Since 1998, Waxahachie dentist Dr. Robert Cox has made 10 trips to India to lend his services to the natives there who are in desperate need of dental care.

But the trip isn’t all about dentistry – Cox has traveled with a group from Waxahachie First Baptist Church along with other groups in the United States in conjunction with the Tom Cox (no relation) World Ministries based out of Mountainburg, Ark.

The mission group, usually comprised of groups numbering from 35-70, fly nonstop from Chicago to Delhi, India, followed by a 500-mile bus trip into remote areas of the state of Andrapradesh and particularly in the city of Bobbili, a city of about 300,000.

“The people in southeast India are rural people and are also poor,” Cox said. “During our trip, which was 17 days, spanning from late January through the middle of February, we had about six different focal cities and broke up into teams. First Baptist Church here in Waxahachie supports 15 children in an orphanage, three elders and one pastor. We’ve also built seven churches during the past 13 years.”

The group serves the people in the remote area of southeast India with medical, dental and eye treatment in conjunction with evangelists, physicians and registered nurses from the United States.

“We were a part of nine ministry teams in the area of Bobbili – we had the privilege of going out and holding evangelistic services and this year we held several street services,” he said.

Cox noted the friendship he made with a 14-year old boy from Bobbili named Anil Dev Dutt, who, being able to speak English, served as his interpreter while he, along with his son, Dr David Cox, a dentist from Weatherford, Texas, was treating dental patients.

“Anil traveled with us quite a bit, and just by observing our work, he decided to go into dentistry himself,” Cox said. “He is now 27 years old and has graduated with a degree in dentistry and he and I work side by side.”

In the villages Cox and the ministry teams visit, they hold clinics, working throughout each afternoon but they do much more than just medical services.

“We take the opportunity to counsel with (the patients) and present the gospel to them,” Cox said. “And many have accepted Christ while we were over there.”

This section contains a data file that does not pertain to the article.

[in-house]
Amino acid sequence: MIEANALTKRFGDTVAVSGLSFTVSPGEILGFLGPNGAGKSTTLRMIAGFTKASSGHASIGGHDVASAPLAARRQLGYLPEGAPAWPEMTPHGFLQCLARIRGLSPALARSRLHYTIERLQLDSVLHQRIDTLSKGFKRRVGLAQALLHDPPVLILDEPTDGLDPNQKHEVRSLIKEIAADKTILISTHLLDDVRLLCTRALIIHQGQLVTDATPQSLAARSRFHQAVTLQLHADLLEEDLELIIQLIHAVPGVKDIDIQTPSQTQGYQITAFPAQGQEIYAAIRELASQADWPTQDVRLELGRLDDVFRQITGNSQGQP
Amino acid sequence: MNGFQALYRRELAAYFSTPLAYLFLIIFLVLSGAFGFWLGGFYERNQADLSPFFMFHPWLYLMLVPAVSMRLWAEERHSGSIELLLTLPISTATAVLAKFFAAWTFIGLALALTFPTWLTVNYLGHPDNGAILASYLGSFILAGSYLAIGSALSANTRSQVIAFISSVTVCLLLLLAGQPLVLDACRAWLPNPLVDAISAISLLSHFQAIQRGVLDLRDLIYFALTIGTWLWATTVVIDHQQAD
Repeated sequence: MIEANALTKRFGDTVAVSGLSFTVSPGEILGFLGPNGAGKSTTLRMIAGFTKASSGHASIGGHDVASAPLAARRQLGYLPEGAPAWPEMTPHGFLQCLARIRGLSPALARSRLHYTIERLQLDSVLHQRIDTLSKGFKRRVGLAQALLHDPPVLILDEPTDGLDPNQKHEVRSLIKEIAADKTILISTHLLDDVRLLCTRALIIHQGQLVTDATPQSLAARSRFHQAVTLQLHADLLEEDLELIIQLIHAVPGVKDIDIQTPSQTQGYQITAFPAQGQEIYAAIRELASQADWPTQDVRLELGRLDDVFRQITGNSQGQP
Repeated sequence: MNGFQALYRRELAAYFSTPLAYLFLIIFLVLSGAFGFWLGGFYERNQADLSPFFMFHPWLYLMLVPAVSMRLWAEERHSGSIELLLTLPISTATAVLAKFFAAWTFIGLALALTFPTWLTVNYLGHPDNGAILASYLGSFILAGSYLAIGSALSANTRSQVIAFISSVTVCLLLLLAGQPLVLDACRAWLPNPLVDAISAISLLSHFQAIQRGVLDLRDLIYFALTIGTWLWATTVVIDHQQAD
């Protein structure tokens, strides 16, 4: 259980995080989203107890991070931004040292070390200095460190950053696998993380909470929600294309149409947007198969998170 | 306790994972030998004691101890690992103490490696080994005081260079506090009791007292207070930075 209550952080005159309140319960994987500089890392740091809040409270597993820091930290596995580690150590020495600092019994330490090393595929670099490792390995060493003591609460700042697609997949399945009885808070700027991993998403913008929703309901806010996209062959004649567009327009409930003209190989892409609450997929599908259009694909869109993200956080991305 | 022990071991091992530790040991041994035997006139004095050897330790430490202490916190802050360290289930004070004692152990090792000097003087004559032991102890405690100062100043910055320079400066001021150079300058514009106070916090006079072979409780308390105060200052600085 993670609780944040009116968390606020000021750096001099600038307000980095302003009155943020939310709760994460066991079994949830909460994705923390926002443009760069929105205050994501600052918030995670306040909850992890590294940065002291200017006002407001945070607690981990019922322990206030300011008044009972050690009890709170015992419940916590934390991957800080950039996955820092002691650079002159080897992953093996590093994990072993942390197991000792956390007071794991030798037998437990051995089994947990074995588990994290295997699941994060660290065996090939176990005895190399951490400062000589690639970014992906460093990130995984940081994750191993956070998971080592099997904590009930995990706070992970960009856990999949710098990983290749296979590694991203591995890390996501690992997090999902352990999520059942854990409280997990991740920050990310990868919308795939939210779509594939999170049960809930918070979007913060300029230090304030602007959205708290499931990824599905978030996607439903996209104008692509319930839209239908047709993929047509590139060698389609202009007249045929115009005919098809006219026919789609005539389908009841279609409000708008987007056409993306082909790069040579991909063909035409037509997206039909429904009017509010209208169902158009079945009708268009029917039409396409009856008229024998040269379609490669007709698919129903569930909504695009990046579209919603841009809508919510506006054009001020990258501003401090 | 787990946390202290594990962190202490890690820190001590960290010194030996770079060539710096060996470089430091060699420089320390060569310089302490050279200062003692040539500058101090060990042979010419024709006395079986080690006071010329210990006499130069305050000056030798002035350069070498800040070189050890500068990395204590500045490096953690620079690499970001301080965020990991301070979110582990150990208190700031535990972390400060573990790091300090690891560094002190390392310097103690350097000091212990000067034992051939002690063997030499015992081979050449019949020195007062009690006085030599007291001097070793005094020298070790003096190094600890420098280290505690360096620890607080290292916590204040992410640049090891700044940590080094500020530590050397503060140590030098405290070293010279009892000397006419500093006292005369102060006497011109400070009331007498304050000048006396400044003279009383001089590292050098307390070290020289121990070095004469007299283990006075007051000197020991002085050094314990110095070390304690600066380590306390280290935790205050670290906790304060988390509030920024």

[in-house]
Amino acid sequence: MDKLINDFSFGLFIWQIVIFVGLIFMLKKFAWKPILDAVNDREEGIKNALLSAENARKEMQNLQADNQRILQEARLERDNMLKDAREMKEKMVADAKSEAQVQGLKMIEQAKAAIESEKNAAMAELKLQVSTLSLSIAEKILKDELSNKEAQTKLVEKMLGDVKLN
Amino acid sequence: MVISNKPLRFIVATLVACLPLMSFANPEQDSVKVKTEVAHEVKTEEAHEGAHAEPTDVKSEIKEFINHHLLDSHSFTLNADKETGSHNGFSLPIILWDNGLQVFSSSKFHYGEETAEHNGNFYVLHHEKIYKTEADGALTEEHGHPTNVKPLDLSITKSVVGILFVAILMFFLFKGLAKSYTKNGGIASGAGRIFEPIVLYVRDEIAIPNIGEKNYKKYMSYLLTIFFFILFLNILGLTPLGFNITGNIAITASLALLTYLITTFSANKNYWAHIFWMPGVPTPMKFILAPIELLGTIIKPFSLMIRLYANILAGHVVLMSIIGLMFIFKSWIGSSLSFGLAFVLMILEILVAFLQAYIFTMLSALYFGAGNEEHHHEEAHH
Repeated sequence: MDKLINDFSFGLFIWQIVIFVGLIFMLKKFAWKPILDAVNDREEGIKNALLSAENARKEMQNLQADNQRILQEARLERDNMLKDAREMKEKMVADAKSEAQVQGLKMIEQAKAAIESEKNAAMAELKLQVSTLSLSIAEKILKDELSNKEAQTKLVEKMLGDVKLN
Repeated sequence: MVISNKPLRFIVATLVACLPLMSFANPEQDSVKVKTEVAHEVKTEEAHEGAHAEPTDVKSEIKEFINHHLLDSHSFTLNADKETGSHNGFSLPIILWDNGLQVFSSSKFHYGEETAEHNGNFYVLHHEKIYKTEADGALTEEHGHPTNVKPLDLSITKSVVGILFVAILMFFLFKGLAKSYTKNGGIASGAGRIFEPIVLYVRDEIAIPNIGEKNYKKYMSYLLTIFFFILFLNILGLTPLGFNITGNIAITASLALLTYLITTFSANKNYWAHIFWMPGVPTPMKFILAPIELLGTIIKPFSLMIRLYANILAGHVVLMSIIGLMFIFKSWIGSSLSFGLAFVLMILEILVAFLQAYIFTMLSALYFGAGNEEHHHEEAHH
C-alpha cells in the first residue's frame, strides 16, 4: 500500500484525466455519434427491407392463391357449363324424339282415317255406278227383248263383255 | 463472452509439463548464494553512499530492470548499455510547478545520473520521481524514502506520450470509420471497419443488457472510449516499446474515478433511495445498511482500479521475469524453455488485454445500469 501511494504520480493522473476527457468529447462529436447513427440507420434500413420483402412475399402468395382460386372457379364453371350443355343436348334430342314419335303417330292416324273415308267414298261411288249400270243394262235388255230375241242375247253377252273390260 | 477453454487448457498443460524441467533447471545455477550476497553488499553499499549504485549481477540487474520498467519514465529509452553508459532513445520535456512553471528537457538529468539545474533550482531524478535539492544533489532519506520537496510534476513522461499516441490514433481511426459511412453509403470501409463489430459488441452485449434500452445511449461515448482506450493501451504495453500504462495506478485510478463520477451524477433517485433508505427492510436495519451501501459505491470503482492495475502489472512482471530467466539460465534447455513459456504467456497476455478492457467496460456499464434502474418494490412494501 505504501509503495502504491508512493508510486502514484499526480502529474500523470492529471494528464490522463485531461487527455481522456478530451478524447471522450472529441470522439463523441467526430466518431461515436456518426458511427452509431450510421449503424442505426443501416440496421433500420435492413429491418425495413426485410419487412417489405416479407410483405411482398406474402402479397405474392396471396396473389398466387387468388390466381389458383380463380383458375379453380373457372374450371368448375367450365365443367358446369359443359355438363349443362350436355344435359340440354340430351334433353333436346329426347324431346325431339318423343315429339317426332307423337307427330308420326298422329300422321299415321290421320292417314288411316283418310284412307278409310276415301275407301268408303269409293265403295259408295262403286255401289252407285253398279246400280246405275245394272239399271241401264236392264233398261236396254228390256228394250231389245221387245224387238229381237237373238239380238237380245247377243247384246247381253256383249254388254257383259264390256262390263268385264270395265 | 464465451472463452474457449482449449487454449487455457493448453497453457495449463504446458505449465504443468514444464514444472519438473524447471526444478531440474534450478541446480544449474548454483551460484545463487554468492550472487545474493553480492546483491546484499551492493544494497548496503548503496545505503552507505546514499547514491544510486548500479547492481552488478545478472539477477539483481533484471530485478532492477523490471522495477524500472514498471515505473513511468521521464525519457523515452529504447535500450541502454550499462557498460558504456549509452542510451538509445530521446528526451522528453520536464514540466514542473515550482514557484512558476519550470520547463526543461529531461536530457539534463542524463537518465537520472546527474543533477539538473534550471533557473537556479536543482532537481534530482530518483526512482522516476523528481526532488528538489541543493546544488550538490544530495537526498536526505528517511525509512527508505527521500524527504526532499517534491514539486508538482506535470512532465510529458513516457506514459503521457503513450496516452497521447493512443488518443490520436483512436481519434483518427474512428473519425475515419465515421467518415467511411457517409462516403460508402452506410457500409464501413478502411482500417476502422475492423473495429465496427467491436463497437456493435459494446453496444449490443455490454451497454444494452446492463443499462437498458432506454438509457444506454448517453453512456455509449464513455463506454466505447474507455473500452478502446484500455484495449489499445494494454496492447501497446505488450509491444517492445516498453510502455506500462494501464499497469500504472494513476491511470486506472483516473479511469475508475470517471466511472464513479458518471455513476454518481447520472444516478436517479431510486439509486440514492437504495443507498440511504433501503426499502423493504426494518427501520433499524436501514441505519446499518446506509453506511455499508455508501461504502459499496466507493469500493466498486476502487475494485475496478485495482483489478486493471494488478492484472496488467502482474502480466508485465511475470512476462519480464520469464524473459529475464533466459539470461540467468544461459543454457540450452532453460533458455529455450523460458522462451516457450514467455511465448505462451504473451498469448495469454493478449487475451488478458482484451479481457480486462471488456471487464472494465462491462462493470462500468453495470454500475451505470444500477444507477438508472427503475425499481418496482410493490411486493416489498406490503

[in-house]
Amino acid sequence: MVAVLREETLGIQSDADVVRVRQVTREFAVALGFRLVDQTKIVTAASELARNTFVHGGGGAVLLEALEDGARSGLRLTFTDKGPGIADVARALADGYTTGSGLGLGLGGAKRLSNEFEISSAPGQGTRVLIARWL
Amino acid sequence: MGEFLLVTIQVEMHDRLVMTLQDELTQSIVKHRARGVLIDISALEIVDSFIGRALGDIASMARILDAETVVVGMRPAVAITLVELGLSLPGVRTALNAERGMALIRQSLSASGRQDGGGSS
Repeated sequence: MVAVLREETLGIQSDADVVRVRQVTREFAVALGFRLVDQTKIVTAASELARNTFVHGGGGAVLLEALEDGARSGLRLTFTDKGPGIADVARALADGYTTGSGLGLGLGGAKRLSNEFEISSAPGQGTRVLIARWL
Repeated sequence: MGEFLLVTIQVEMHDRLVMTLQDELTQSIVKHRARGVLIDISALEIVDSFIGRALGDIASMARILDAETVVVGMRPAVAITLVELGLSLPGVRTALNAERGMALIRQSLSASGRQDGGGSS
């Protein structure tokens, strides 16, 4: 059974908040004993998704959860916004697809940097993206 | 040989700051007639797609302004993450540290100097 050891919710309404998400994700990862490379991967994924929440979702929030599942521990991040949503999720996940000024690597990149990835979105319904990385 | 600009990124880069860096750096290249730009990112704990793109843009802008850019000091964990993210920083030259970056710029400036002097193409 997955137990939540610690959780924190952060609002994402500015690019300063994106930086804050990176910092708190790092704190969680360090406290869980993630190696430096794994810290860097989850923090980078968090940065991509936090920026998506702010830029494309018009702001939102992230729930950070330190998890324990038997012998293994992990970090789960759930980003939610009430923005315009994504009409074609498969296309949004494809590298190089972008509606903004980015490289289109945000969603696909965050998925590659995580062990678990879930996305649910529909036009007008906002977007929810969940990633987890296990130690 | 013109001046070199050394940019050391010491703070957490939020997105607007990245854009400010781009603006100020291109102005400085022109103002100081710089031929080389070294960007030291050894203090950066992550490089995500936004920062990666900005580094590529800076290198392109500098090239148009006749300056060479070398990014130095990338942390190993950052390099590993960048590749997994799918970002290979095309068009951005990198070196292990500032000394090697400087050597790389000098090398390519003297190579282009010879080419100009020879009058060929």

Cox explained how the program came about, saying that a Baptist group from Canada (Canadian Baptist Ministries) came to India in the early 1960s to do evangelistic work, but were eventually ordered by the government to leave the country.

“It was in 1988 that they permitted missionaries to come back into the country and this is when Tom Cox Ministries began their work,” he said, saying the ministry has a compound in Bobbili that contains an orphanage with a boys dorm and girls dorm, a church and other ministries, with plans to begin a seminary for native pastors in August 2011.

“Josh Powell, who is a PhD, will bring his family to Bobbili, where he has committed three years to working and teaching in the seminary,” he said.

Cox says it is rewarding and fulfilling to participate in the annual mission trip.

“These people have lived with virtually no medical care of any kind,” he said. “In the villages where we visit, we mainly do tooth extractions, which provide pain relief for them.”

The group started out utilizing primitive utensils and treating dental patients in lawn chairs, with a clinic and up-to-date equipment since built. The evangelistic results are what brings a smile to the faces of the teams that visit in southeast India.

“This year, there were 1,298 professions of faith in Christ  – and this is not an estimate, these are actual recorded names,” Cox said. “The native pastors will work to follow up on those decisions.”

The churches that have been established throughout the area have all adopted the name of the downtown Waxahachie congregation, being named Second First Baptist Church of Waxahachie, Third First Baptist Church of Waxahachie and Fourth First Baptist Church of Waxahachie.

Contact Paul at paul.gauntt@wninews.com or 469-517-1450.